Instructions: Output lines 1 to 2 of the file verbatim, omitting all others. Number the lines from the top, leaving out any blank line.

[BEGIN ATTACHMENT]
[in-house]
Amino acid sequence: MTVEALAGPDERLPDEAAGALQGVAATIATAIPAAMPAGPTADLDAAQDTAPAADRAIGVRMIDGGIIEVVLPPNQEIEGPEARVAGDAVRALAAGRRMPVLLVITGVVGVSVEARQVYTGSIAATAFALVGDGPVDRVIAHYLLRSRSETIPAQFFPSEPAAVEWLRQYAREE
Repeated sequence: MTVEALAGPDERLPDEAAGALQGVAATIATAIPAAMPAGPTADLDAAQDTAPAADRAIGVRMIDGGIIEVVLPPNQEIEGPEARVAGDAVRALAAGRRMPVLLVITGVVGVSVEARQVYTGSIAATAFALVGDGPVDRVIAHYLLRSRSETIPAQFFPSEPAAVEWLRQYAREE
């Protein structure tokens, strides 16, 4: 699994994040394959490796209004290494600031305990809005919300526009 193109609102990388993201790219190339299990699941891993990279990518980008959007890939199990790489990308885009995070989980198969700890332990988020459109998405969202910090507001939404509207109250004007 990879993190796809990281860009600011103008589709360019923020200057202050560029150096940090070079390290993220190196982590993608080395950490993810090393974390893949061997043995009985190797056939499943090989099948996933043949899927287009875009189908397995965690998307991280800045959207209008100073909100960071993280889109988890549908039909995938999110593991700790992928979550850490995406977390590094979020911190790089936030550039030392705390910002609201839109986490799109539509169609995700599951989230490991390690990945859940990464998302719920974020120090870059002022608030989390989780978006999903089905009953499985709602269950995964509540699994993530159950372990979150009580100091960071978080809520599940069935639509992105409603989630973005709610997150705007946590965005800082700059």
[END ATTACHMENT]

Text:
[in-house]
Amino acid sequence: MTVEALAGPDERLPDEAAGALQGVAATIATAIPAAMPAGPTADLDAAQDTAPAADRAIGVRMIDGGIIEVVLPPNQEIEGPEARVAGDAVRALAAGRRMPVLLVITGVVGVSVEARQVYTGSIAATAFALVGDGPVDRVIAHYLLRSRSETIPAQFFPSEPAAVEWLRQYAREE